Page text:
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This question asks me explore many questions some of which are logical and some downright disturbing. All of which are compelling and as such I answer based upon a fact pattern that is tragically a part of our daily living as a society.
"A metropolitan newspaper headlines an article with the words 'Boy Killer Is Doomed Long Before He Is Born,' and then goes on to describe how a twelve-year-old boy has just been sentenced to thirty years in Sing Sing for the murder of a girl; his family background includes drunkenness, divorce, social maladjustment, epilepsy, and paresis.
The question this scenario presents us students with is whether or not this boy is responsible for his actions. There are many philosophers that have very different answers to this troubling question. For purposes of this exam, I focus on Susan Wolf.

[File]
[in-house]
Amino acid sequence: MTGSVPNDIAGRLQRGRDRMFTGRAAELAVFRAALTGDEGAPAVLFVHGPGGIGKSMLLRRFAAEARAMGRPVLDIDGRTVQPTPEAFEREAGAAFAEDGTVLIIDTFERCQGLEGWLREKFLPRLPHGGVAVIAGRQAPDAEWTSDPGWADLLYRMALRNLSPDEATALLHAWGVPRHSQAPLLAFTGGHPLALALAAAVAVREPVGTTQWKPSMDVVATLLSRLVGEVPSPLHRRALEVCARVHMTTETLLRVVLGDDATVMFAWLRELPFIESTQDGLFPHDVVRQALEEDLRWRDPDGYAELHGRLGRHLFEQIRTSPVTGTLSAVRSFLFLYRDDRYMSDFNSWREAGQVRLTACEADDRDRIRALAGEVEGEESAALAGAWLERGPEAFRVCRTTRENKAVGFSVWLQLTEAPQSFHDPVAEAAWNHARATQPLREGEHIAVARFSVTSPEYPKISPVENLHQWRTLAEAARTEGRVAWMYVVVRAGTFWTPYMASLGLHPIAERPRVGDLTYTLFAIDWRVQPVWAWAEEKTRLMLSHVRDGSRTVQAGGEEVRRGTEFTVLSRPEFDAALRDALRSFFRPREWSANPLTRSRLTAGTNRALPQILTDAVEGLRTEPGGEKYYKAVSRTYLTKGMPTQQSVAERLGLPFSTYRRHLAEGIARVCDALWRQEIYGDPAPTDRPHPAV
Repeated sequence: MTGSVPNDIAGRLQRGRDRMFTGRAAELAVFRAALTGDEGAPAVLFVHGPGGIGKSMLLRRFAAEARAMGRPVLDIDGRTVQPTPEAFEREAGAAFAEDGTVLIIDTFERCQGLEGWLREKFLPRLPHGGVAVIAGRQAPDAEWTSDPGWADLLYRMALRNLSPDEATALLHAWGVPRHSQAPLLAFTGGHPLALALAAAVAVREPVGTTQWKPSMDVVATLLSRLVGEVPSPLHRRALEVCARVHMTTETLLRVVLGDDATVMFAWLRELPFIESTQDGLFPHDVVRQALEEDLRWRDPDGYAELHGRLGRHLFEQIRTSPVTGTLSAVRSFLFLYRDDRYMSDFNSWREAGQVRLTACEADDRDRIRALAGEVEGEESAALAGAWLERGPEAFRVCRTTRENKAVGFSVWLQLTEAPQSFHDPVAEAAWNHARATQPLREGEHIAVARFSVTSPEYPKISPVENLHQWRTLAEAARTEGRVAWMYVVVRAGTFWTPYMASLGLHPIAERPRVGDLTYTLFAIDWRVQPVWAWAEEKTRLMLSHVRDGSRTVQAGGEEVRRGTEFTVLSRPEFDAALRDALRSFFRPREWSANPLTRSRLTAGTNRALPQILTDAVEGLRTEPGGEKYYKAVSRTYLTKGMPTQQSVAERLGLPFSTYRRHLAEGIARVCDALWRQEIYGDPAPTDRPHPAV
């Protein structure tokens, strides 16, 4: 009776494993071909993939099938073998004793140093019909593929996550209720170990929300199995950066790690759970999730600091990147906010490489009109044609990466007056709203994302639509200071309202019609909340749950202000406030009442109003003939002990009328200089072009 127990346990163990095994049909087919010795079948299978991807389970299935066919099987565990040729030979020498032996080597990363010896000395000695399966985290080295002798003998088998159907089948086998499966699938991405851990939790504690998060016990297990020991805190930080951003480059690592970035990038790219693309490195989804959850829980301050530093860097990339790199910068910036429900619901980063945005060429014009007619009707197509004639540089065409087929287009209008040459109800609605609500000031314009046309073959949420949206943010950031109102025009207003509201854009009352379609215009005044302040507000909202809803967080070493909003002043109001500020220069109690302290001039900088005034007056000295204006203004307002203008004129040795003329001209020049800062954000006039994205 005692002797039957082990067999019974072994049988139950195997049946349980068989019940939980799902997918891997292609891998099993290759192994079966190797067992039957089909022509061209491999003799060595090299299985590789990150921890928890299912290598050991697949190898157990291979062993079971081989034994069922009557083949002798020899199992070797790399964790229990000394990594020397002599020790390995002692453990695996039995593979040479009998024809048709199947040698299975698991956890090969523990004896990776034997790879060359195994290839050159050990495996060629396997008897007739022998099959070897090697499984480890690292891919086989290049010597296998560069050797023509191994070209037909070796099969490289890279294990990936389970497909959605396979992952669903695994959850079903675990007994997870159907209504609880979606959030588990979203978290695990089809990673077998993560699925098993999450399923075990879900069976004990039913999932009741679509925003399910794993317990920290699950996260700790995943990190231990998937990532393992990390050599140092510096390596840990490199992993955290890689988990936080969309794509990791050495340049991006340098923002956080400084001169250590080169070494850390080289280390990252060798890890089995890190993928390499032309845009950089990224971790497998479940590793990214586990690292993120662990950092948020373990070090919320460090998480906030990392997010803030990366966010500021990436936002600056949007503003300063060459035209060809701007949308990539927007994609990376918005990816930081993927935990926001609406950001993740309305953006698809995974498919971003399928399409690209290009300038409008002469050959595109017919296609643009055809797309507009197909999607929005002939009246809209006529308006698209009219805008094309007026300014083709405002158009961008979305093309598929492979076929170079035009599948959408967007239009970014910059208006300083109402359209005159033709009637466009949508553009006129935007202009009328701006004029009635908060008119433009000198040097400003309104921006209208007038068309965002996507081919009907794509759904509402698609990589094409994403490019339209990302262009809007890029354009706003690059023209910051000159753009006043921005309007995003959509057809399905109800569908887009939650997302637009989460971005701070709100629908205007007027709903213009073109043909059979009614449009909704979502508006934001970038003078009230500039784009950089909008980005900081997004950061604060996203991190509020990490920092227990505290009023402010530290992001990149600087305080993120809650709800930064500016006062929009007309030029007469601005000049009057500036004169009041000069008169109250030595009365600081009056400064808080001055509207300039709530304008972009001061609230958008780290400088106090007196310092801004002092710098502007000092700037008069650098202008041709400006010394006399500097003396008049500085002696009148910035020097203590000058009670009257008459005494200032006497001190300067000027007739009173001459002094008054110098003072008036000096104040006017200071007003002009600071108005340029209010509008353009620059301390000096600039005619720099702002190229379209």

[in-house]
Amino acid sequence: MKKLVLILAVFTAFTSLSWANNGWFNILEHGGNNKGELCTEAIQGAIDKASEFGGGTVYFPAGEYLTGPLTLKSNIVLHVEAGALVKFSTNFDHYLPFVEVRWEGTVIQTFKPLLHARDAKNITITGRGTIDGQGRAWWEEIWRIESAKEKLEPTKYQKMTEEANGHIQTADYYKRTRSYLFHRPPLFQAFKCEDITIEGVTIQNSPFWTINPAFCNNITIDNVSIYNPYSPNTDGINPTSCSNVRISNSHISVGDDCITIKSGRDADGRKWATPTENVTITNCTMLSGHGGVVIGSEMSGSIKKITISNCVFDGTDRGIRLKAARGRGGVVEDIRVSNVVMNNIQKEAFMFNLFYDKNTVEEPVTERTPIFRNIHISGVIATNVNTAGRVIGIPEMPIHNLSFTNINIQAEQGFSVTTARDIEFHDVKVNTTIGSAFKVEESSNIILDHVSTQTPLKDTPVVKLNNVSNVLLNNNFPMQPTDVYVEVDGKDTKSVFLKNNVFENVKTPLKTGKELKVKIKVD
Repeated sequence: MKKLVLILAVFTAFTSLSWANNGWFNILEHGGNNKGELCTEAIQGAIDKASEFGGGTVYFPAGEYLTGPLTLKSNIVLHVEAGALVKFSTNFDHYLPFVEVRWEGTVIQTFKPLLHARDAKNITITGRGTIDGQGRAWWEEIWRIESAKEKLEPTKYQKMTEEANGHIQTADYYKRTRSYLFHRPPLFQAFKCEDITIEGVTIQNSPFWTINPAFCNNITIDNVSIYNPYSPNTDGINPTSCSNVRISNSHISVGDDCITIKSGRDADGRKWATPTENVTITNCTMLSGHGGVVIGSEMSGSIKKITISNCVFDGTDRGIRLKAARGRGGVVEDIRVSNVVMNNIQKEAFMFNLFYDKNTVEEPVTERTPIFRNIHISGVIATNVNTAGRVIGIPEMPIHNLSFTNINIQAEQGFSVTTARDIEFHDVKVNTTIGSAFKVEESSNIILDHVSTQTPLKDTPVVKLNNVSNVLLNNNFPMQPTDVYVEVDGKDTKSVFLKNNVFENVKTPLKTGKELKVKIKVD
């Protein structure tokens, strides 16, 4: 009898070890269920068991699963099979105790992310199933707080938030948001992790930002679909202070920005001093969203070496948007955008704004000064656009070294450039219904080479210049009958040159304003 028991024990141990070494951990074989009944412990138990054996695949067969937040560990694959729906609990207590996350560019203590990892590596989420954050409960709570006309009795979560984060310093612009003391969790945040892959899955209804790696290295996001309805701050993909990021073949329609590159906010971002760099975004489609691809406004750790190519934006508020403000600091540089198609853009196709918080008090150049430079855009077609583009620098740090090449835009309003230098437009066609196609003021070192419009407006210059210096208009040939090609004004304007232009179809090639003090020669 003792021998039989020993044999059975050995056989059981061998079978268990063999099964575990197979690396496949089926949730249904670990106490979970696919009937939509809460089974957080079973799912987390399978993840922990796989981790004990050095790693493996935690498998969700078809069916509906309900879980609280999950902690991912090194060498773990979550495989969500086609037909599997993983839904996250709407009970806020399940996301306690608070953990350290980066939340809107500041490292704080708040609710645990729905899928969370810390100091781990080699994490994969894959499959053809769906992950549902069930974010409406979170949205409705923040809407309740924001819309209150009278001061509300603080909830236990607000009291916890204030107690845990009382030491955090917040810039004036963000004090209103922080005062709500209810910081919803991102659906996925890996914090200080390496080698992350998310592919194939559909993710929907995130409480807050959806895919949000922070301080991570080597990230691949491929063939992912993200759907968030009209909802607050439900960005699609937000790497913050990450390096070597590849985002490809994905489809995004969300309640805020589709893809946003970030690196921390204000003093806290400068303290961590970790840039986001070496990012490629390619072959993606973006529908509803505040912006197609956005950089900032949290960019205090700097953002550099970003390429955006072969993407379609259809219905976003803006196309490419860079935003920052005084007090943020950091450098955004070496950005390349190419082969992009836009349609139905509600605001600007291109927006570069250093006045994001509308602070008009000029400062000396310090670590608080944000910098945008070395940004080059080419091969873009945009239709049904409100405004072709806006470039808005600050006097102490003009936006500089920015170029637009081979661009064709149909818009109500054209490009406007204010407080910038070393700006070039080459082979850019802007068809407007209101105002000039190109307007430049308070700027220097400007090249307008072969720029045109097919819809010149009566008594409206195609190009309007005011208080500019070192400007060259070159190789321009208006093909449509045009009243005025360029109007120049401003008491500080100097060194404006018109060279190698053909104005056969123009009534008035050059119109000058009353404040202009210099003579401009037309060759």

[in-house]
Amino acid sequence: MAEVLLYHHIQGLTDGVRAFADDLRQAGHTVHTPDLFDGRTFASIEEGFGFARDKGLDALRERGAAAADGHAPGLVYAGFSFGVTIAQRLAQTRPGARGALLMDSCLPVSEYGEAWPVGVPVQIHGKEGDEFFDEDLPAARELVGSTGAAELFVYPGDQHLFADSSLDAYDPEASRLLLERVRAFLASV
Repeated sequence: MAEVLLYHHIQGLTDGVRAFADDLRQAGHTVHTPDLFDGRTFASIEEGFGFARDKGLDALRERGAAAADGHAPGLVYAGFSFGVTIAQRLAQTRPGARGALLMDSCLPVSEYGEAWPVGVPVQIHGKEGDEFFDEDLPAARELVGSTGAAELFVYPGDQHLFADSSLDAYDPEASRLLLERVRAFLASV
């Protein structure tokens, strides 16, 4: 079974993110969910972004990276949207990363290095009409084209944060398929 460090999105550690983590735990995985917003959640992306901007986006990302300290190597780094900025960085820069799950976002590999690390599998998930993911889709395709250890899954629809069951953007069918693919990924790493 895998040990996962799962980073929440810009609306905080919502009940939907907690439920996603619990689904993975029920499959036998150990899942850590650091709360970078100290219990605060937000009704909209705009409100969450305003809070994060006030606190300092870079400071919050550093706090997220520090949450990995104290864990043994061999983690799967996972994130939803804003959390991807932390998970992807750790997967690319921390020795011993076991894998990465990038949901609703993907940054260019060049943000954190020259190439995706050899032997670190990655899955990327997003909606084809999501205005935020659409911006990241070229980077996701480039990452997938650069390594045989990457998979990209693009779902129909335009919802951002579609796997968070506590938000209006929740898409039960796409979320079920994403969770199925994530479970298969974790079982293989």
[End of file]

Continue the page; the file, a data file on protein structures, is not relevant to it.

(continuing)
Susan Wolf, the author of "Sanity and the Metaphysics of Responsibility," takes Frankfurt's views one step further, combining them with those views of Taylor and Watson. She puts forth the "Deep-Self View"(53), which basically stated, says that there is a deep self, which governs our actions and is influenced by our environment. This deep-self view allows for victims of brainwashing and persons with disorders like kleptomania to not be held responsible for their actions, even though they could have second-order desires about them. The reason for this is that these people's "wills are not governed by their deep selves, but by forces external to and independent from them"(53). Wolf separates desires "determined foreign to oneself from desires which are determined by one's self,"(54) or deep-self. ...
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